As returning readers may already know, Culture on the Edge’s first chapter started in the Spring of 2012, when seven scholars of religion decided to work together on a common project devoted to studying identities — how they’re made and negotiated. Our blog began a year later, as a public place where we could experiment with the ideas on which we were working, trying to find discrete (and usually overlooked) examples where the work of social formation could be seen, if we just looked at them in a new way. The many posts that resulted (Chapter 1 on the menu bar) were meant to be pithy and written for a wide readership, modeling what a scholar of religion who reads across disciplines might contribute to understanding society at large. And then, about a year ago, we invented our second phase, encouraging other scholars to use the blog as a site to continue to advance the analysis of how social life works; Chapter 2 is therefore a portal for peer review posts, inviting submissions that, in the voices of new authors, press in new directions the insights on identification practices that we’ve been exploring all along. Continue reading “Developments at the Edge”
When I read the glowing New York Times review of the recent movie Norman: The Moderate Rise and Tragic Fall of a New York Fixer (2017) by the Israeli-American director Joseph Cedar, I was intrigued about what A.O. Scott reported as “one of Mr. Cedar’s slyest conceptual jokes,” or the director’s deliberate decision to cast all non-Jews in the roles of the New York Jews who make connections between rich Jews and Israeli politicians. Scott neglects to explain what is clever or funny about the casting choice, though he does list some of the dangers that could have emerged from this choice: “obnoxiously shticky performances; sentimental tribalism; easy moral point-scoring,” and then immediately declares that “None materialize.” The potential problem of the casting choice appears briefly only to be immediately negated, and so disappears as a problem. When I thought of the casting choice I was led to ask a question that nagged me before I saw the film: “What does it mean for a non-Jew to ‘act’ like a New York Jew?” In other words, how was it possible to give direction to the non-Jews about how to ‘appear’ Jewish in stereotypically ‘Jewish’ roles as New York shysters, without inadvertently reinforcing anti-Semitic stereotypes? In most of the positive reviews of the film, this problem did not appear as a problem because the movie was described as a satire. Continue reading “Were We ‘Bamboozled’ by “Norman”?”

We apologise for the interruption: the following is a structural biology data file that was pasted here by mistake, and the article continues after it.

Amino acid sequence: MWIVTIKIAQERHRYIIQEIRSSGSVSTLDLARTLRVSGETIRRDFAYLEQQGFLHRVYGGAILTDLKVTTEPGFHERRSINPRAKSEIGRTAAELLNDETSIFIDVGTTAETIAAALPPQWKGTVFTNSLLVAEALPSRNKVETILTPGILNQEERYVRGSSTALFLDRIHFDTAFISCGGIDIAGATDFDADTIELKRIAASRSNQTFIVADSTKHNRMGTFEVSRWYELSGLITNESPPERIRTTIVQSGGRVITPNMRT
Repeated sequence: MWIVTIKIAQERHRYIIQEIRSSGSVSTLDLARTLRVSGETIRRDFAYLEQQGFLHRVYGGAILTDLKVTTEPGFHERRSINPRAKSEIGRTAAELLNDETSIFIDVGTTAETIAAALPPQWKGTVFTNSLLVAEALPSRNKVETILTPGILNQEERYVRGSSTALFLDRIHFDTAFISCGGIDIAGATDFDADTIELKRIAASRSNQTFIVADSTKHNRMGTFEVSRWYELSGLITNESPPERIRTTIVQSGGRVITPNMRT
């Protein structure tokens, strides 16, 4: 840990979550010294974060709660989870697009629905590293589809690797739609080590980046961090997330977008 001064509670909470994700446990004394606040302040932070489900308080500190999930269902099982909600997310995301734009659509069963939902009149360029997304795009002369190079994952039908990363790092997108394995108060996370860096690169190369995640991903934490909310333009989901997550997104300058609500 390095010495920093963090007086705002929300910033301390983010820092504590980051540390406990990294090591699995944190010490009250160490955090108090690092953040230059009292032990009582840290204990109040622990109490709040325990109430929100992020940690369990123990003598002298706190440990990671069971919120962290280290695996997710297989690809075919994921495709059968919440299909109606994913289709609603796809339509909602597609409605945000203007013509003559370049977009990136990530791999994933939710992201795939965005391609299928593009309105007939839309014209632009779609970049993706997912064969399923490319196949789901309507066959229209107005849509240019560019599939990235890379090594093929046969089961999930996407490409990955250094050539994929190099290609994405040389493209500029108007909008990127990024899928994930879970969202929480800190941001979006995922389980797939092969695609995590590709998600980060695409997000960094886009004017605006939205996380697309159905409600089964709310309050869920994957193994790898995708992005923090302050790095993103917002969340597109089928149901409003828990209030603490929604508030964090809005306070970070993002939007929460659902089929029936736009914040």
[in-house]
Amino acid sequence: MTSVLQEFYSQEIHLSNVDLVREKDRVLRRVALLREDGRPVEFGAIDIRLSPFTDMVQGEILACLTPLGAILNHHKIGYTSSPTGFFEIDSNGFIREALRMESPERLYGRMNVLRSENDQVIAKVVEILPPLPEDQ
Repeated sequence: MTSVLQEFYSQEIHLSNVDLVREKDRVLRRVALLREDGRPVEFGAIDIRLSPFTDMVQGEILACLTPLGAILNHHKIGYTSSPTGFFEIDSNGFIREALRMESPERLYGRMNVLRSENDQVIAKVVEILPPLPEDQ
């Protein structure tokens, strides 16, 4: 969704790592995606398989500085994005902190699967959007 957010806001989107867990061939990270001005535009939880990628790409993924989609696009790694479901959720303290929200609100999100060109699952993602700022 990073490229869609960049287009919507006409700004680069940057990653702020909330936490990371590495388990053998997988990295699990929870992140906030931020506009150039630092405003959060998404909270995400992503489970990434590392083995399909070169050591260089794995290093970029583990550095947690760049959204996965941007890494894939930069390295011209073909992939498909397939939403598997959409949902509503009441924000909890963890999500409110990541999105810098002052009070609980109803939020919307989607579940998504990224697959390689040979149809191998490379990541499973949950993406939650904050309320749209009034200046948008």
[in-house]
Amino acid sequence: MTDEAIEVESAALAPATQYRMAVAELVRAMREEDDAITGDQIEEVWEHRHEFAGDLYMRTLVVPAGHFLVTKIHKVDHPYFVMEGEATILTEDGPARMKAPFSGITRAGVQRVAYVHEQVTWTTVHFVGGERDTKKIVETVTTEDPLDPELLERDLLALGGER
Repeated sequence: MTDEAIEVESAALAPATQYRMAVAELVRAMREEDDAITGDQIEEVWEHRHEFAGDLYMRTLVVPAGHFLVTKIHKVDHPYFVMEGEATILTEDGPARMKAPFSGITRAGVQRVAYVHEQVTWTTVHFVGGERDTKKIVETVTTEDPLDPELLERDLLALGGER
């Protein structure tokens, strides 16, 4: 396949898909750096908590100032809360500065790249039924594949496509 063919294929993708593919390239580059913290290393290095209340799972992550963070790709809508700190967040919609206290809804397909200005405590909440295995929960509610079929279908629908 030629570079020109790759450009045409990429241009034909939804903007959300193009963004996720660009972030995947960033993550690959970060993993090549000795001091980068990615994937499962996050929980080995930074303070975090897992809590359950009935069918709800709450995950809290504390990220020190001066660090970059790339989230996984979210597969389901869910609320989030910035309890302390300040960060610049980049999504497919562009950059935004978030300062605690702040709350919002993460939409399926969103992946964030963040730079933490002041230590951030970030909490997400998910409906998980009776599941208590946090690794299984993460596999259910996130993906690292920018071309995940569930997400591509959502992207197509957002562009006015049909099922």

“I wish I had Down syndrome.” These words were spoken by a student in a functional skills special education (SPED) classroom that I work in during the day. The student was speaking with another student who has Down syndrome (DS). Like many graduate students, I work multiple jobs while being in school. Claims of the disconnected ivory tower sometimes seem lost on me. In multiple instances, my research on the role of classification in society (regarding discourses of nature, religion, human-being, etc.) and my experiences in the workplace shape one another.